Pitching Injury Prevention.
Any baseball fans out there following the Detroit Tigers pitching this season? If so, you have heard of the unfortunate injury of Tigers young pitcher Casey Mize. About a month ago, Mize was diagnosed with an ulnar collateral ligament (UCL) tear and was set to undergo Tommy John surgery a couple of weeks later. Most people familiar with baseball have heard this phrase “Tommy John,” but what it consists of is replacing the UCL with a ligament from elsewhere in the body. The rehabilitation from this surgery is extensive, however for an MLB pitcher such as Mize it will be even longer. The stresses pitching has on the elbow is excessive and therefore it will take anywhere from 12 months to 18 months.
During the summer, young athletes are playing recreational or travel baseball/softball. During this time, it is important to keep our children healthy and prevent injury where we can. Research has shown that the Yokohama Baseball-9 is an adequate protocol that involves preventative stretching and strengthening for baseball players ages 8-11. Some examples of the strengthening exercises are rotator cuff strengthening, thoracic rotation, and single leg squats. Some examples of the stretching exercises include hip flexor stretch, open book thoracic rotation stretch, and wrist flexor stretching. This protocol was found to help prevent approximately 50% less UCL injuries.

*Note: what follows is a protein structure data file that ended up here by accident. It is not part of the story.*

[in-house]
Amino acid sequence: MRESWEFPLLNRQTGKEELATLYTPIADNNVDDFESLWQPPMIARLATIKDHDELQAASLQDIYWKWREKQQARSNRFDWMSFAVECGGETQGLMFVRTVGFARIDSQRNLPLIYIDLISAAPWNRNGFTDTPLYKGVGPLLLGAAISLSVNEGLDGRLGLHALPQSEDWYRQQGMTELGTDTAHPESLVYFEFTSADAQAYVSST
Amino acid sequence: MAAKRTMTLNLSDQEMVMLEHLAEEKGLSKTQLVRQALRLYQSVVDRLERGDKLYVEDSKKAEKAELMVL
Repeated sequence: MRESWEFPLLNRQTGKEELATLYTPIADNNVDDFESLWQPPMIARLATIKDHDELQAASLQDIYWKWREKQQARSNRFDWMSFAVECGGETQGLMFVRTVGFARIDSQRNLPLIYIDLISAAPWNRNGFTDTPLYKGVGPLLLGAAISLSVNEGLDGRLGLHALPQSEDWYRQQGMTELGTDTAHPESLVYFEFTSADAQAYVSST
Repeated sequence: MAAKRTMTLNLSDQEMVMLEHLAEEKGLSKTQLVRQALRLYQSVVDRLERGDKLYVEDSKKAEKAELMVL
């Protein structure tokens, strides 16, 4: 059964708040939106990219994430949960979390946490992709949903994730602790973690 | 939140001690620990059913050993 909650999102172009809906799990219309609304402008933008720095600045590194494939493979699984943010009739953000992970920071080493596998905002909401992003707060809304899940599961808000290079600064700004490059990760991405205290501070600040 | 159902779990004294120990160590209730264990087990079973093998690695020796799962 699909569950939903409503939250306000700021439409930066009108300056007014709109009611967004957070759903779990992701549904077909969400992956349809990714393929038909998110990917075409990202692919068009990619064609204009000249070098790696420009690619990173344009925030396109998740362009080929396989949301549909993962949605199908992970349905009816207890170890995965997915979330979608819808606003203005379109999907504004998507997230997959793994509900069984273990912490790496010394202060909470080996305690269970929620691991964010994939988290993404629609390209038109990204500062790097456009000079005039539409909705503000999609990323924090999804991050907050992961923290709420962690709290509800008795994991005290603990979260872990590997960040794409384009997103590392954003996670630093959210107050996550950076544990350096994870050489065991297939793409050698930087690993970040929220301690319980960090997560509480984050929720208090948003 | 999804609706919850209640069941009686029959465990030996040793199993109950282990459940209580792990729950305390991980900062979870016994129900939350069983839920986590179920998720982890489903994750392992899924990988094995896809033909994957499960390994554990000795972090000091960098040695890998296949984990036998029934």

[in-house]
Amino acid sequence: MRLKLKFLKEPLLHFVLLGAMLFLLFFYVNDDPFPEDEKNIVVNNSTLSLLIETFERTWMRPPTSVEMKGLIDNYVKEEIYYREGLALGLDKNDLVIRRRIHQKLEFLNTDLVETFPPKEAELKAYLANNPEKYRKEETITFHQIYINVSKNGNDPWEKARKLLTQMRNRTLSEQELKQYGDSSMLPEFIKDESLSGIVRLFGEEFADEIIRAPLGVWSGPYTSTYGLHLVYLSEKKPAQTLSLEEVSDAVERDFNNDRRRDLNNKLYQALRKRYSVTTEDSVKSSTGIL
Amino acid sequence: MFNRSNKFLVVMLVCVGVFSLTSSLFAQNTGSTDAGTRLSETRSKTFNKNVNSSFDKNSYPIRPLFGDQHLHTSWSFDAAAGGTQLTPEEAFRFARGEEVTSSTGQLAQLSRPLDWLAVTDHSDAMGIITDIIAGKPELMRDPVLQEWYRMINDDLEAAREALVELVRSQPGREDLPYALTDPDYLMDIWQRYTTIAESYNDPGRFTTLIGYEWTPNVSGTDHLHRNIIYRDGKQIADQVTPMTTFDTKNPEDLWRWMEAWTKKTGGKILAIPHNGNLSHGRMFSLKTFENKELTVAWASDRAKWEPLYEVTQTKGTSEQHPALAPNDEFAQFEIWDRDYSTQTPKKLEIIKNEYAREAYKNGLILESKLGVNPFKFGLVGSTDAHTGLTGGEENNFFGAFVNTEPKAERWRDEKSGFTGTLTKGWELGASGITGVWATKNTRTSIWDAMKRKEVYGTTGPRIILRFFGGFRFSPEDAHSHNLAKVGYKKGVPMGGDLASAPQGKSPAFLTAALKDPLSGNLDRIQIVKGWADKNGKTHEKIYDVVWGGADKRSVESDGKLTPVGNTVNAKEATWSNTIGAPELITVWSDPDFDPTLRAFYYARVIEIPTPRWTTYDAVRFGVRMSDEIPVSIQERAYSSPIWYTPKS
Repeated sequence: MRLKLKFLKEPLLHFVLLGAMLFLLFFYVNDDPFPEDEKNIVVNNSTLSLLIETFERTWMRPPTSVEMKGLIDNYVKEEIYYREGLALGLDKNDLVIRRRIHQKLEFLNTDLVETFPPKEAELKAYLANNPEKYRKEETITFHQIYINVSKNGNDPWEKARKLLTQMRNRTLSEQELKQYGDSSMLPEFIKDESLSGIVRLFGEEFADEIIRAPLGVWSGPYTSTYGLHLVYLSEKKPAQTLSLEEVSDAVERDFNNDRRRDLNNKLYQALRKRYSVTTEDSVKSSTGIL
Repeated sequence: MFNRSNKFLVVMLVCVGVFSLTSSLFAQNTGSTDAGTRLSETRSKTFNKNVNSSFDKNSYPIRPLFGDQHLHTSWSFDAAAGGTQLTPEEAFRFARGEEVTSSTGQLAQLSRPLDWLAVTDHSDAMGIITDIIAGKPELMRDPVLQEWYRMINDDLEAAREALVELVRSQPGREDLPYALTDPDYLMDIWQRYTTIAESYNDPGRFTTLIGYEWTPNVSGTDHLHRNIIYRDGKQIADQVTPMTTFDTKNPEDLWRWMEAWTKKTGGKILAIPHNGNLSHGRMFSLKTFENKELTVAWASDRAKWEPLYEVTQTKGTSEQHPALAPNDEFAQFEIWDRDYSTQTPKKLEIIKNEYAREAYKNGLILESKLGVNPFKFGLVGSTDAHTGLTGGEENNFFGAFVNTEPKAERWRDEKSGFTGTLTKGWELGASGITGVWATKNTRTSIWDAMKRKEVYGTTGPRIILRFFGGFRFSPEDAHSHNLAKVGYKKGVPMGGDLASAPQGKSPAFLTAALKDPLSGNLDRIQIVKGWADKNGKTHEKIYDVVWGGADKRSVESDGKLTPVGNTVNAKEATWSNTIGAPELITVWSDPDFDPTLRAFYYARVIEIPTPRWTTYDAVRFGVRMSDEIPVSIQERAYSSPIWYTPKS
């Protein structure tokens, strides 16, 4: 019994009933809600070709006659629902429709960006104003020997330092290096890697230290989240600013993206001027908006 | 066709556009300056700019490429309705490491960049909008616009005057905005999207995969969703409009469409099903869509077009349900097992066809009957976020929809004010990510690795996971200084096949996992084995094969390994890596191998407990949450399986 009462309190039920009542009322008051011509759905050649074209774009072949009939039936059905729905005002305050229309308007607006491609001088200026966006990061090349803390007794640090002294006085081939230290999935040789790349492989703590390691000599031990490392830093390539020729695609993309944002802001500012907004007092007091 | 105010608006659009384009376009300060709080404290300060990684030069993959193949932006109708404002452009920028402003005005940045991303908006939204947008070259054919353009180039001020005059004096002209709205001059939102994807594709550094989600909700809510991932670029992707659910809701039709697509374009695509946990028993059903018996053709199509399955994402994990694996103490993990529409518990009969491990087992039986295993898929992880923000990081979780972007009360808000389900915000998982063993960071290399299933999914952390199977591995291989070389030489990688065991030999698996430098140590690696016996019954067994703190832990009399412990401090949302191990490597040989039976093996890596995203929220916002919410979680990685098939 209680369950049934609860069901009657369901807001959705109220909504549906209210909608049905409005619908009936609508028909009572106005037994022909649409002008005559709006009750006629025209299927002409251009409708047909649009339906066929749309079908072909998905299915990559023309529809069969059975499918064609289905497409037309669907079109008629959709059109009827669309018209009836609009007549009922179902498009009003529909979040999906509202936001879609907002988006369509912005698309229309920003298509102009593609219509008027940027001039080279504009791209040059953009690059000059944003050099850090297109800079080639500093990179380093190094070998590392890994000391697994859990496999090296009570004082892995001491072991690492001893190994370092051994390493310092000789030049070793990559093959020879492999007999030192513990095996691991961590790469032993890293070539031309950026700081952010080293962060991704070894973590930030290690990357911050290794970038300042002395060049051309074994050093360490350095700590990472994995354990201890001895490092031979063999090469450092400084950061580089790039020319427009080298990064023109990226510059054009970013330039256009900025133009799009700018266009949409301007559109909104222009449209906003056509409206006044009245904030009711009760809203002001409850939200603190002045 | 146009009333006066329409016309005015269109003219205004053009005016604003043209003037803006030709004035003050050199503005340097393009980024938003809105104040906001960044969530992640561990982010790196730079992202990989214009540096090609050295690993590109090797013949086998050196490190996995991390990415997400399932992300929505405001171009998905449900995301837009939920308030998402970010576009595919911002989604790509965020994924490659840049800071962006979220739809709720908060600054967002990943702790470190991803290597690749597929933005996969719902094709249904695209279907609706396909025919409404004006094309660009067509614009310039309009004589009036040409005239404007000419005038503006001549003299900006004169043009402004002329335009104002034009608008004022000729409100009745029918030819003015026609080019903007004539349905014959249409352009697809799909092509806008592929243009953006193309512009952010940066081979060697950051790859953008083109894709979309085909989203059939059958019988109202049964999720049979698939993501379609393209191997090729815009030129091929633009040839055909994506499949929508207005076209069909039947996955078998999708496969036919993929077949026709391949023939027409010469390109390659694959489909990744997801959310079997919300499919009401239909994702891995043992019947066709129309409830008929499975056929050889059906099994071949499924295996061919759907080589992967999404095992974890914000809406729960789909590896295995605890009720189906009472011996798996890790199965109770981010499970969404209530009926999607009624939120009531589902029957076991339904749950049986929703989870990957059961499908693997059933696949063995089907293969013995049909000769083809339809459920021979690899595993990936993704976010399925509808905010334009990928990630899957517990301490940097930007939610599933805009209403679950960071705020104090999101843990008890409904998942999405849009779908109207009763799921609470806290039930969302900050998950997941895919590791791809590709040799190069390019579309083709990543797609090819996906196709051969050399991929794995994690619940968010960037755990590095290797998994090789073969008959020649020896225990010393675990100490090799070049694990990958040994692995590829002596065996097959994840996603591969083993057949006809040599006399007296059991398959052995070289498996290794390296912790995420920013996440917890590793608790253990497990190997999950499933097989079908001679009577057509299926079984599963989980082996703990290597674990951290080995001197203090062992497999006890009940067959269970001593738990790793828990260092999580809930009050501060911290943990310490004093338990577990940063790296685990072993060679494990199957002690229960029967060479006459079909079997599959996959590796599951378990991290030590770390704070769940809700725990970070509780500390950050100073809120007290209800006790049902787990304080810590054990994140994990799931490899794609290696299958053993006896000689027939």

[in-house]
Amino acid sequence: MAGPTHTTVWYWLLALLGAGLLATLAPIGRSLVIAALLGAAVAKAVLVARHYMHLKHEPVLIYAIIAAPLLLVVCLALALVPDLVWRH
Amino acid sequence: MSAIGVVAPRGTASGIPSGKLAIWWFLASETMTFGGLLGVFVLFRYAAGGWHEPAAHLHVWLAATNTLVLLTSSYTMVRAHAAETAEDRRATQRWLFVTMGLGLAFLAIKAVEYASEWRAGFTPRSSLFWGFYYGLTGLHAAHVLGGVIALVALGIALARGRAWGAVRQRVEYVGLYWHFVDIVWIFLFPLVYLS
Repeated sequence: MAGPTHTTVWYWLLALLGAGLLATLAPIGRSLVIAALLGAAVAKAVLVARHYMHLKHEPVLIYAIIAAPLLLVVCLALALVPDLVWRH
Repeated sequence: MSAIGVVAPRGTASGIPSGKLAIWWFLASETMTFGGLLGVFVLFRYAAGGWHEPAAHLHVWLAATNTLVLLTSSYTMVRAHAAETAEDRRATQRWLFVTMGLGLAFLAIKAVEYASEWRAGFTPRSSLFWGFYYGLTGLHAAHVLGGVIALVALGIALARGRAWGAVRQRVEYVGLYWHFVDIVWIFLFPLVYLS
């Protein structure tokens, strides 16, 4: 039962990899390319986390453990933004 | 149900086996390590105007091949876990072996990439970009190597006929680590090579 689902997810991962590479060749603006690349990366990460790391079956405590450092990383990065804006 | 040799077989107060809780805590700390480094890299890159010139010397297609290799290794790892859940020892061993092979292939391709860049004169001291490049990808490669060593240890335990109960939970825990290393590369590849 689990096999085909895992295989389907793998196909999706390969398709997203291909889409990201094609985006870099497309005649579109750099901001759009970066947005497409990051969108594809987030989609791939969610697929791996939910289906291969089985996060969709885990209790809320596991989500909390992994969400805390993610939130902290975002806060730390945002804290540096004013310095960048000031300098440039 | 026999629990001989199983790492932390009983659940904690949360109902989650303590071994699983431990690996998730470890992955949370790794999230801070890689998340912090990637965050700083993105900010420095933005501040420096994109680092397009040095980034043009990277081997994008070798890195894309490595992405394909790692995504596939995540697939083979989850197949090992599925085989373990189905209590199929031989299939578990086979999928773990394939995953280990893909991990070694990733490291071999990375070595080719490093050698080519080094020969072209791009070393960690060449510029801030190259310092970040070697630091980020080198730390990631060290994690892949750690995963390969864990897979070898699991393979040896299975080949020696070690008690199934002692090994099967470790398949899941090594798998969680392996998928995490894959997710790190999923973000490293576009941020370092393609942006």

In our young pitching athletes, it is important that our pitchers are getting adequate rest. The American Sports Medicine Institute states that the following non-recommended activities increase the risk of pitching related arm pain: pitching consecutive days, pitching multiple games a day, and pitching on multiple teams with overlapping seasons. Other recommendations include not pitching more than 8 consecutive months. Adequate rest and reassuring our athletes that pain during sport is not okay and that it DOES increase risk of injury. Being advocates for our kids is important and needs to be at the forefront of our minds during sports even at an early age. If you or your child are experiencing any pain while playing Baseball or any sport, contact OMPT Specialists to set up a free consultation!
By Kaitlyn Mosher, PT, DPT, OMPT